Unplanned the movie and abortion

(Isaiah J. Armstrong) #1

Recently I was talking with a coworker about the new movie called Unplanned and how Twitter had suspended its account along with most people following the movie’s account when my coworker (who believes in God) said that he felt that abortion is a necessary evil because of overpopulation and environmental issues. He does acknowledge that abortion is killing preborn babies. I was wondering, how does one respond to this objection? I didn’t have much time to respond but I told him I didn’t believe in overpopulation (globally, at least) in the sense that there is enough land on earth for 7 and a half billion people to live on plus we technically have enough food for everyone to be properly fed. Yet this doesn’t happen.

First, what are people’s thoughts on the Unplanned movie (I haven’t seen it because it’s not available in Canada) and its characterization of how abortion works, and secondly, how would you respond to the justification of abortion my coworker gave, especially since he believes in God?

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(Carson Weitnauer) #2

Hi Isaiah,

Thank you for bringing this question to RZIM Connect! It is very interesting to think about.

One challenge on a sensitive issue like this is to keep things calm. It is so easy to make provocative, inflammatory statements. In general, I do not find this to be an effective tactic when someone talks to me, so I try to avoid these when talking with others.

Another thing to keep in mind is how widespread abortion is in Western society. For instance, “In 2016, approximately 20.3% of all Canadian pregnancies (excluding spontaneous miscarriages) ended in abortion.”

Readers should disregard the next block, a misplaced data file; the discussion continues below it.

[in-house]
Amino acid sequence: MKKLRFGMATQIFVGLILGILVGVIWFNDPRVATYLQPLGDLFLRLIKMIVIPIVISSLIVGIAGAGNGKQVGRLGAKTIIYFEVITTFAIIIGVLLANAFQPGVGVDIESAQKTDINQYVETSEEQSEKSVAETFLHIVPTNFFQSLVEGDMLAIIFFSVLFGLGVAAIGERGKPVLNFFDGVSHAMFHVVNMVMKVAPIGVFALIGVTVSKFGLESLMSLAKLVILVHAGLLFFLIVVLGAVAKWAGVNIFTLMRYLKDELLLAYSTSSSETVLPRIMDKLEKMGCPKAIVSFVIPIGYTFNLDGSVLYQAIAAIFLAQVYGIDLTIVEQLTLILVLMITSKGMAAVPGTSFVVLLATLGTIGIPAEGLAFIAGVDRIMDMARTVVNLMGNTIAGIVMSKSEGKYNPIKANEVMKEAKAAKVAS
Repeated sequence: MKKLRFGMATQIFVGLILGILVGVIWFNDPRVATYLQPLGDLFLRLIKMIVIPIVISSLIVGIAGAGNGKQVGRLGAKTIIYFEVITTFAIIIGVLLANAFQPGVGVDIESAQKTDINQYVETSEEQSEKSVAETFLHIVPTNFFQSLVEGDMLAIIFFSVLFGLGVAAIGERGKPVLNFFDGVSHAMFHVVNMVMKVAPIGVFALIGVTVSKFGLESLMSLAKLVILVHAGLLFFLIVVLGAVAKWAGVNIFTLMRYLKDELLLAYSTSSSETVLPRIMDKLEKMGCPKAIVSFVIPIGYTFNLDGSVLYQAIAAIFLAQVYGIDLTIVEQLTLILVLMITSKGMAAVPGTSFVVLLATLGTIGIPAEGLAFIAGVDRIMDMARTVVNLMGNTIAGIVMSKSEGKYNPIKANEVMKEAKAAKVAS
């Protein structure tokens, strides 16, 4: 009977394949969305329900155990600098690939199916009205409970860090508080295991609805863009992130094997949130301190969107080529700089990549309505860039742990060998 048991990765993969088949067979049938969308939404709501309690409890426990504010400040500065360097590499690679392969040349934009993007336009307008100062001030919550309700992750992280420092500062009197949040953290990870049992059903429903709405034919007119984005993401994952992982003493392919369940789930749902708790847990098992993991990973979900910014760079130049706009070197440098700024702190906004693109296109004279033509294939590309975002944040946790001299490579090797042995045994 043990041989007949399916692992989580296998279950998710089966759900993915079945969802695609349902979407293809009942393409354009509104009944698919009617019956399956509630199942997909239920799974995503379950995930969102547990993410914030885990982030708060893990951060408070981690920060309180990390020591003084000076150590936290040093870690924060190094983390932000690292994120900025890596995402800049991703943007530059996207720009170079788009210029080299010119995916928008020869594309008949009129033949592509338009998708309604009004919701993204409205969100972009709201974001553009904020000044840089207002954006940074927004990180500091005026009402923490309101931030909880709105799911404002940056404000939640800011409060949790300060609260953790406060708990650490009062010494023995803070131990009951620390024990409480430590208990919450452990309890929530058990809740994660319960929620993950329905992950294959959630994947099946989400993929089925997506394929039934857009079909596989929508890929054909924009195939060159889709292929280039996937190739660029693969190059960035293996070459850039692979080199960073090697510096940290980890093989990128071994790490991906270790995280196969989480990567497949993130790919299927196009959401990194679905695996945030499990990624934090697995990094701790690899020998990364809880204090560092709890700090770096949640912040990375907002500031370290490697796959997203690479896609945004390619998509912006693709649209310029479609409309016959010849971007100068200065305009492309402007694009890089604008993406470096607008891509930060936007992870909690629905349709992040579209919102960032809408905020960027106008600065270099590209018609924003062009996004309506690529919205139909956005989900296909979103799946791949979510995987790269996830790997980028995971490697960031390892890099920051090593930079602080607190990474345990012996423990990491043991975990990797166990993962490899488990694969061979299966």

So this is a very personal issue as well.

And back to the first point, it is personal in the sense that we are, according to the pro-life view, talking about murder. So, again, how do we discuss this in a helpful way?

Because this is a co-worker, perhaps there are some challenging questions that could be asked in a respectful way, that would build trust and not harm your relationship?

For instance:

  • If overpopulation is a concern, should we reduce our spending on health care? If a greater percentage of sick children, adults, and elderly died sooner, do you think this would simultaneously reduce the global population and save money?

  • If overpopulation is a concern, should we reduce our suicide prevention efforts?

  • If overpopulation is a concern, are you personally committed to not having children?

  • If overpopulation is a concern, should we institute capital punishment for more crimes?

Again, I recognize that these questions could be perceived as offensive. I think I would test each one out and see how my friend responded before trying another one. But, the point of them is to challenge the ethical tension between solving the problem of over-population and not doing harm - and, in fact, our obligation in some cases to do good.

In general, I would suggest that a more general, abstract problem (“overpopulation”) should not overrule my immediate, personal commitment to protect the innocent life of a baby.

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(Isaiah J. Armstrong) #3

Thank you @CarsonWeitnauer for the great response!

Your response is well thought out. I agree with everything you said. The interesting thing about your third question is that my coworker has 4-5 children of his own, and many are still pretty young.